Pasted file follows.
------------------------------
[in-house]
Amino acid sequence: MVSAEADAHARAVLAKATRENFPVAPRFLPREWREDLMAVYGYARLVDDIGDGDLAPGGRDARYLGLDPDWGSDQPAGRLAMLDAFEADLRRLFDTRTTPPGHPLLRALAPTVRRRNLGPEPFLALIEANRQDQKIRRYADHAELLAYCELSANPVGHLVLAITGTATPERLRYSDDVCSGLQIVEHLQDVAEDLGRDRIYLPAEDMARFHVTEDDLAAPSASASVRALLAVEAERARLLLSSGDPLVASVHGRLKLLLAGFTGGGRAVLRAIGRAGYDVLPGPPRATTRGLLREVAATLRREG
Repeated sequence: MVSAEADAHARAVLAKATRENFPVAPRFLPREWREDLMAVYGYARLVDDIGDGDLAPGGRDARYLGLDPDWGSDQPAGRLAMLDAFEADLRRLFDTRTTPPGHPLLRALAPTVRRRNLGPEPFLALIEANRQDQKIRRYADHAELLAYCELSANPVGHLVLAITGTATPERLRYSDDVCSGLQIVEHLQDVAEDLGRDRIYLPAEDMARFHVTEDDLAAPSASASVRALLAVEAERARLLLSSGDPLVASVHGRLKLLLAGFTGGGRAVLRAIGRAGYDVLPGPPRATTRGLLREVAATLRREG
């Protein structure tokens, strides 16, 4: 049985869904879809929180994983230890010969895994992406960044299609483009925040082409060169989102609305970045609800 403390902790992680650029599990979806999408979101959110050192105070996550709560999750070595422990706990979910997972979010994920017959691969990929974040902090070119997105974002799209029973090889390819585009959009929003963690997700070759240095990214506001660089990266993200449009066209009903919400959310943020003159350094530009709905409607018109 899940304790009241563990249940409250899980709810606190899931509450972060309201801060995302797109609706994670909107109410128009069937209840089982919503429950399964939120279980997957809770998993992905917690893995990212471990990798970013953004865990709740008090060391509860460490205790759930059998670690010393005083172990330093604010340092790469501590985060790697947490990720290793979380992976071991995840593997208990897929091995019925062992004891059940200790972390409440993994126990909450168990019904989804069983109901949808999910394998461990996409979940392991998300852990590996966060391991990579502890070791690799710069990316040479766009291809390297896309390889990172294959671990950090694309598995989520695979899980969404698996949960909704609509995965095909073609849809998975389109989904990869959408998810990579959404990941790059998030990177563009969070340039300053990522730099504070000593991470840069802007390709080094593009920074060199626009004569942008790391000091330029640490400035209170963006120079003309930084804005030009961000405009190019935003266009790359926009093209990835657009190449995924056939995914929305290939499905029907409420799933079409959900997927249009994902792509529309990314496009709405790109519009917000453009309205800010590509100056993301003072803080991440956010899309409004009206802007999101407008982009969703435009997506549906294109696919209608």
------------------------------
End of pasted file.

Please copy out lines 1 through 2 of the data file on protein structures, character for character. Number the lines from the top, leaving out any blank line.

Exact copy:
[in-house]
Amino acid sequence: MVSAEADAHARAVLAKATRENFPVAPRFLPREWREDLMAVYGYARLVDDIGDGDLAPGGRDARYLGLDPDWGSDQPAGRLAMLDAFEADLRRLFDTRTTPPGHPLLRALAPTVRRRNLGPEPFLALIEANRQDQKIRRYADHAELLAYCELSANPVGHLVLAITGTATPERLRYSDDVCSGLQIVEHLQDVAEDLGRDRIYLPAEDMARFHVTEDDLAAPSASASVRALLAVEAERARLLLSSGDPLVASVHGRLKLLLAGFTGGGRAVLRAIGRAGYDVLPGPPRATTRGLLREVAATLRREG